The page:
A lavish exterior, combined with a high-end paint job. Prevalent on heavy Scania, Volvo and DAF tractors that are driven by owner/operators. Those are the premium truck brands; at least, that’s the consensus among truck drivers here as long as I can remember. It’s good to see a big Renault got the full treatment for a welcome change.
These days, a trend in on-higway trucking in the Netherlands is going old school, recreating the style of the long-distance tractors from the seventies and eighties. Some major exterior characteristics: stacks (shiny or in matte black), a sleeper cab with a low roof sans spoiler, a roof rack and a lightbox. A decent sunvisor also comes with the package.
Back in the day, a roof rack was used for storing rolled-up tarps. But with today’s curtainsiders and automated cover systems, they’ve become pretty much obsolete.
Honed to perfection by Van Kessel Truckstyling. No plain dark gray plastic on this Renault 6×2 tractor, there’s not even the slightest unpainted or uncovered part. I like the end result very much. Well done, far from overdone.
Behind the cab, everything is integrated in this storage locker unit. Even the company name at the top. A fully covered frame is obligatory on such a classy heavy tractor. That bit of extra weight is considered utterly irrelevant once you’ve decided to go all the way.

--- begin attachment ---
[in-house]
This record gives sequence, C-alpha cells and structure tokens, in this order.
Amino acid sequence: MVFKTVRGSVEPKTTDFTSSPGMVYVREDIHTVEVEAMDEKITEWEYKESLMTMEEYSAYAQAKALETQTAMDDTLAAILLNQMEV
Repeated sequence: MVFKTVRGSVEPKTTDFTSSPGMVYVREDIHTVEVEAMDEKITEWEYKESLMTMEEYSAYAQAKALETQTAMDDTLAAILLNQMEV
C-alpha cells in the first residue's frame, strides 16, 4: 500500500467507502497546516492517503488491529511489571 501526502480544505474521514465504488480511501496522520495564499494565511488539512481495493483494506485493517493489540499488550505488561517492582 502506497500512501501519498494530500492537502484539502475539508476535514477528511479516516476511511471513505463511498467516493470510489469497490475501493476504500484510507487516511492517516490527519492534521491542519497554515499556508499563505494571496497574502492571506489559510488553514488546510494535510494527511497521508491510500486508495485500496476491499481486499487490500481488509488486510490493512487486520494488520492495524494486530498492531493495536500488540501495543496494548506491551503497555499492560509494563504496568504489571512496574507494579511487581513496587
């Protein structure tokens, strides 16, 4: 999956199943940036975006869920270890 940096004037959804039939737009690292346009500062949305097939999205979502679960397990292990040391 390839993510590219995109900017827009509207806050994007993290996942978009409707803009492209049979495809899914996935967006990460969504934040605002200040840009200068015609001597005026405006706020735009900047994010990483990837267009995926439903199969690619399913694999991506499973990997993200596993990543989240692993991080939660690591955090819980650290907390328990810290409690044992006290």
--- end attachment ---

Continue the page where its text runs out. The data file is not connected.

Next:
Things always get better with a matching semi-trailer, color- and livery-wise. The 390 kW/530 DIN-hp Renault is also used to tow an end-dump semi-trailer or a flatbed with a rolloader crane for hauling bricks and such. The Witmix company is a supplier of all kinds of building materials.
The curtainsider is a 2007 Tracon, rated at a GVW of 39 metric tons (85,980 lbs), which is a piece of cake for the hefty Renault. The semi-trailer’s registered payload capacity is 32,340 kg (71,297 lbs).
I’m sure the portable forklift must be a Moffett-Kooi, roughly as old as the Tracon. Naturally it comes with tail lights and the semi-trailer’s license plate.
And now for some truck-mounted forklift history. Dutchman Hessel Kooi developed the concept in the seventies and it became a huge commercial success. When everything was said and done, the forklifts were marketed under the Kooiaap (Kooi-Ape) brand name. Well, they are clinging on to the back of a truck or (semi-) trailer like an ape, after all.
Later on, the Irish Moffett company took over the whole Kooi operation. To this day, everybody in NL still calls a truck-mounted forklift a kooiaap, regardless the manufacturer.
When you’re leaving the kooiaap at home, this trio has to be fold out on either side of the semi-trailer.
Taking pride in your rolling machinery with a Retro-Renault. En route!